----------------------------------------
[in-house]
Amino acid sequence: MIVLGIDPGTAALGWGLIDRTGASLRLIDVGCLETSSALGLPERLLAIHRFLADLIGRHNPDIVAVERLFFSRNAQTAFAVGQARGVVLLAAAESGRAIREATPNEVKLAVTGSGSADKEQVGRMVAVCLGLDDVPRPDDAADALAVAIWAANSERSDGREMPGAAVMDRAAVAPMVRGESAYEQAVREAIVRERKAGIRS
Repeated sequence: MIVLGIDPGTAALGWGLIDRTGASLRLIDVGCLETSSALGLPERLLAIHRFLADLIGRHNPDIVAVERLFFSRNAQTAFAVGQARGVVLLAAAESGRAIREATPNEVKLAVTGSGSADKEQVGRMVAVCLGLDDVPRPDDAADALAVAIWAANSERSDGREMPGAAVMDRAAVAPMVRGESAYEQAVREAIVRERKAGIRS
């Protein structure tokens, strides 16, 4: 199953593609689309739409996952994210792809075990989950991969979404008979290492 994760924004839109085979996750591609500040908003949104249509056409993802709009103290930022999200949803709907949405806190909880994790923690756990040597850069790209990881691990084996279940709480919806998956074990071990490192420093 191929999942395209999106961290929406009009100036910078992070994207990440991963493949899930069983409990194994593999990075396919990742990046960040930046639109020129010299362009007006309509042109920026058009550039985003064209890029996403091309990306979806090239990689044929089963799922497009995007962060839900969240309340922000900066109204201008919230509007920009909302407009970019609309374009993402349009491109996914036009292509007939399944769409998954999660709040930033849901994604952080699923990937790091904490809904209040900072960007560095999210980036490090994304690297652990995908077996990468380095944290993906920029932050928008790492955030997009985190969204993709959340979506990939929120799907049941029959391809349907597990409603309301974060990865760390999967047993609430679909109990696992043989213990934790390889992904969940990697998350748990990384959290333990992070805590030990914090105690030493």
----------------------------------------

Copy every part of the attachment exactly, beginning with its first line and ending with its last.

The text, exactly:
[in-house]
Amino acid sequence: MIVLGIDPGTAALGWGLIDRTGASLRLIDVGCLETSSALGLPERLLAIHRFLADLIGRHNPDIVAVERLFFSRNAQTAFAVGQARGVVLLAAAESGRAIREATPNEVKLAVTGSGSADKEQVGRMVAVCLGLDDVPRPDDAADALAVAIWAANSERSDGREMPGAAVMDRAAVAPMVRGESAYEQAVREAIVRERKAGIRS
Repeated sequence: MIVLGIDPGTAALGWGLIDRTGASLRLIDVGCLETSSALGLPERLLAIHRFLADLIGRHNPDIVAVERLFFSRNAQTAFAVGQARGVVLLAAAESGRAIREATPNEVKLAVTGSGSADKEQVGRMVAVCLGLDDVPRPDDAADALAVAIWAANSERSDGREMPGAAVMDRAAVAPMVRGESAYEQAVREAIVRERKAGIRS
């Protein structure tokens, strides 16, 4: 199953593609689309739409996952994210792809075990989950991969979404008979290492 994760924004839109085979996750591609500040908003949104249509056409993802709009103290930022999200949803709907949405806190909880994790923690756990040597850069790209990881691990084996279940709480919806998956074990071990490192420093 191929999942395209999106961290929406009009100036910078992070994207990440991963493949899930069983409990194994593999990075396919990742990046960040930046639109020129010299362009007006309509042109920026058009550039985003064209890029996403091309990306979806090239990689044929089963799922497009995007962060839900969240309340922000900066109204201008919230509007920009909302407009970019609309374009993402349009491109996914036009292509007939399944769409998954999660709040930033849901994604952080699923990937790091904490809904209040900072960007560095999210980036490090994304690297652990995908077996990468380095944290993906920029932050928008790492955030997009985190969204993709959340979506990939929120799907049941029959391809349907597990409603309301974060990865760390999967047993609430679909109990696992043989213990934790390889992904969940990697998350748990990384959290333990992070805590030990914090105690030493």